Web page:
By: Tannur Ali


Made In Albany

Remember those tags that said “Made in America”?  When I was growing up they were just about everywhere.  Over the years, I have seen them less and less.  Now I can barely remember the last time I saw one.  While interviewing Heather Ashberry, the image of a new tag came in to my mind.  Made In Albany.

“Our country has allowed other countries to take over manufacturing and we don’t make anything anymore.”  -She states, sitting curled up in my office chair, no bigger than my nine year old daughter; and yet reminding me of a time when our country made everything from handbags to handguns and apple pie to automobiles.  It’s easy to be fooled by Heather’s barely five foot stature.  By looking at her you wouldn’t automatically think “Steel-worker” or “print-maker”.  But there is a secret hidden in her delicate fingertips.  Her artwork tells the story of a very old soul in a very new era.  I guess you could say that Heather is kind of like a computer chip, in that there is a ton of knowledge and know-how packed into a tiny package.   The cool thing is that she sees the irony in how our world and our city have changed.  She sees the good in the new as well as the old.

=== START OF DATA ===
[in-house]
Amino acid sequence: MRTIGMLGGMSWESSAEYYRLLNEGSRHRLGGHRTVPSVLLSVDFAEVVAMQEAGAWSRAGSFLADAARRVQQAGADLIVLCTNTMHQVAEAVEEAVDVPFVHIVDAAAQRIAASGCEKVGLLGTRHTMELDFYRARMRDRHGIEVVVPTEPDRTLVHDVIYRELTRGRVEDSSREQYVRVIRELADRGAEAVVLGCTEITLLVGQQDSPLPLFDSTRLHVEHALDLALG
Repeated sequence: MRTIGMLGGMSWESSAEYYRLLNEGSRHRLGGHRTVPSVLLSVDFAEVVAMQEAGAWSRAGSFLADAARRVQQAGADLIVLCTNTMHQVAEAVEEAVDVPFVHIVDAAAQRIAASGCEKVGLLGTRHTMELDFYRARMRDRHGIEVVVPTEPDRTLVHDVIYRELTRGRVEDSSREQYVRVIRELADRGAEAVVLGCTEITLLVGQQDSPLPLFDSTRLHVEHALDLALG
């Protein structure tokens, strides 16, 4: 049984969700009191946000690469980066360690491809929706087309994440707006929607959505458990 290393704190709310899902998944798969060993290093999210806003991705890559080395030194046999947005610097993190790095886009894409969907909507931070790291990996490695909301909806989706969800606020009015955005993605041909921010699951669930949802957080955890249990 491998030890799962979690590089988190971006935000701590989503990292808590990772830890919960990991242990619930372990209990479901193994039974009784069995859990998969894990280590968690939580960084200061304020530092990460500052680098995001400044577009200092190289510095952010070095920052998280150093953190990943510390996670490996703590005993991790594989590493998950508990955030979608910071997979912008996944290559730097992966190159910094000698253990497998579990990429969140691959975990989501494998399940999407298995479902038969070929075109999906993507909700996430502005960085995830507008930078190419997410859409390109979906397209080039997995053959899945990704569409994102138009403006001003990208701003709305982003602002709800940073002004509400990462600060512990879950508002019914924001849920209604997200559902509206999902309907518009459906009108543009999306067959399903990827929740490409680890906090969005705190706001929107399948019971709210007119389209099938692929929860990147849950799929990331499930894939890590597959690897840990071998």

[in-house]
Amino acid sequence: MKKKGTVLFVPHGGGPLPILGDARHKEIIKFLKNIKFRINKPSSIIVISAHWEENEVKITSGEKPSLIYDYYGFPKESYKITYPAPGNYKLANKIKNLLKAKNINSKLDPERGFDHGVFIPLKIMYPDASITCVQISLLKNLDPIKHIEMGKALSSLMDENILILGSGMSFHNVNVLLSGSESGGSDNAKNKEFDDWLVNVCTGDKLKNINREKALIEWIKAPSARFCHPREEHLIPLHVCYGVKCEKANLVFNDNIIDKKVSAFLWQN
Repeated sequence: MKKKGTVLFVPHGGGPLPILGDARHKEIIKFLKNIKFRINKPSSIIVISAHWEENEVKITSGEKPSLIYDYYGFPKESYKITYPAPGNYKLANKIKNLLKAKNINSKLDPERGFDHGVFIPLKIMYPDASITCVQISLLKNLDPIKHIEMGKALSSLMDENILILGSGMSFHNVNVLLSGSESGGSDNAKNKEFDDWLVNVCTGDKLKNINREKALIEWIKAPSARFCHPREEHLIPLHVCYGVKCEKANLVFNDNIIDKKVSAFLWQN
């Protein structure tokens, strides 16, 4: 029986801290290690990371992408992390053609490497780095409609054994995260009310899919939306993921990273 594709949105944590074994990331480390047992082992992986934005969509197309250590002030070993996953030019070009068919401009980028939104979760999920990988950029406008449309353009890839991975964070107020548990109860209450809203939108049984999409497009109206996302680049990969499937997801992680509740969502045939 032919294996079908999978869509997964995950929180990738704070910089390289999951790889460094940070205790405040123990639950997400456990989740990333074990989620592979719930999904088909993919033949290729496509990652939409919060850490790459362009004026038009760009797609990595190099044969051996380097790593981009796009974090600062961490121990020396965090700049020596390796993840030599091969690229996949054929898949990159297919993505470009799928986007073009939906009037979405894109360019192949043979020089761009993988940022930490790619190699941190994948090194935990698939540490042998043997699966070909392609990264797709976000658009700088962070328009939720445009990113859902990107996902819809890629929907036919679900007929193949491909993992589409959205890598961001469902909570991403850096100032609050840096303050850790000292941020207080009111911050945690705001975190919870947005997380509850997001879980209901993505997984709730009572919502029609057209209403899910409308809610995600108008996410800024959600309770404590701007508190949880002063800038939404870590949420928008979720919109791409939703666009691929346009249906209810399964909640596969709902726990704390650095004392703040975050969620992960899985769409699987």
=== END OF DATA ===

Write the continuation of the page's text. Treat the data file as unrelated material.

“Artists don’t have to starve”, she says impassioned.  “We have so many skills.  We build and make so many things and we can do something with that.”  When asked what her plans are for the next big project, she mentions SquirrelyDoodle Ink, her line of accessories and trinkets that already includes clutches and will soon include collector’s edition corsets, handmade leather items and much more.   She plans to open a boutique to sell her one of a kind handmade crafts and accessories, as well as an Etsy account soon to come.  Heather knows that in order to be successful, she must demonstrate skill as well as passion.  She does just that when showing her work at the monthly Nights @D’town events.  You may have also seen her work in her solo exhibition at The Albany Museum of Art, or maybe you’ve noticed the mural on the wall at The Levee studio.

She carries a Bachelor of Fine Arts degree from Georgia Southwestern with a concentration in painting and drawing, although she said much of her focus in college was print-making.  “School doesn’t teach the business of art.”  She tells me.  In order to know that side of being an artists, you have to put yourself in a position to learn on the job.